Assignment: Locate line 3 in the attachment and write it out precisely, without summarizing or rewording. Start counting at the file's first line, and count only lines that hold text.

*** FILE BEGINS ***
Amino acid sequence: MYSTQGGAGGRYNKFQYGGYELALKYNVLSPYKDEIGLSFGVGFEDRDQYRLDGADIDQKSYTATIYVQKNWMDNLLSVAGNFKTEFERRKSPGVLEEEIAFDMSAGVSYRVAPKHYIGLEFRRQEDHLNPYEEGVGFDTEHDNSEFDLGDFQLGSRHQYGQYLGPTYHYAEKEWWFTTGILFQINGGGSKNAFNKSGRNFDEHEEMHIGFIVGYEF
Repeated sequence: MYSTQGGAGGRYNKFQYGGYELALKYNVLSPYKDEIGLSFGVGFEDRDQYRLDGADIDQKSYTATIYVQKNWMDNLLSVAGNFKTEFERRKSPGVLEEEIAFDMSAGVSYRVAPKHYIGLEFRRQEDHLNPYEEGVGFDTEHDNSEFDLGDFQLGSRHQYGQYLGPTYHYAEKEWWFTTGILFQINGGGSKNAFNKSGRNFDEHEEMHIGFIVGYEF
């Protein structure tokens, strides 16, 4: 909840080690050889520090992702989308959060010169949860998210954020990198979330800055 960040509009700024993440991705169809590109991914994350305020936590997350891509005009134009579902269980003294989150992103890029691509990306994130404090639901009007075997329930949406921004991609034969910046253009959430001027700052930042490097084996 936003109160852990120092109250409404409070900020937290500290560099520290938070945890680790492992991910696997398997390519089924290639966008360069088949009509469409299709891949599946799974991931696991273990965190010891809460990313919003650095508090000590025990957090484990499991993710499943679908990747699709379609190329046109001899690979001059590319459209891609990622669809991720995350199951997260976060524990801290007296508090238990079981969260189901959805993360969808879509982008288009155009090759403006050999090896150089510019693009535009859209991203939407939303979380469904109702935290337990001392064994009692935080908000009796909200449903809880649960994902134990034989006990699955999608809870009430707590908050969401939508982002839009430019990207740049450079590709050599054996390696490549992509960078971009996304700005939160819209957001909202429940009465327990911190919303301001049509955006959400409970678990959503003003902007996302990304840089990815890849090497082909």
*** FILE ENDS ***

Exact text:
């Protein structure tokens, strides 16, 4: 909840080690050889520090992702989308959060010169949860998210954020990198979330800055 960040509009700024993440991705169809590109991914994350305020936590997350891509005009134009579902269980003294989150992103890029691509990306994130404090639901009007075997329930949406921004991609034969910046253009959430001027700052930042490097084996 936003109160852990120092109250409404409070900020937290500290560099520290938070945890680790492992991910696997398997390519089924290639966008360069088949009509469409299709891949599946799974991931696991273990965190010891809460990313919003650095508090000590025990957090484990499991993710499943679908990747699709379609190329046109001899690979001059590319459209891609990622669809991720995350199951997260976060524990801290007296508090238990079981969260189901959805993360969808879509982008288009155009090759403006050999090896150089510019693009535009859209991203939407939303979380469904109702935290337990001392064994009692935080908000009796909200449903809880649960994902134990034989006990699955999608809870009430707590908050969401939508982002839009430019990207740049450079590709050599054996390696490549992509960078971009996304700005939160819209957001909202429940009465327990911190919303301001049509955006959400409970678990959503003003902007996302990304840089990815890849090497082909």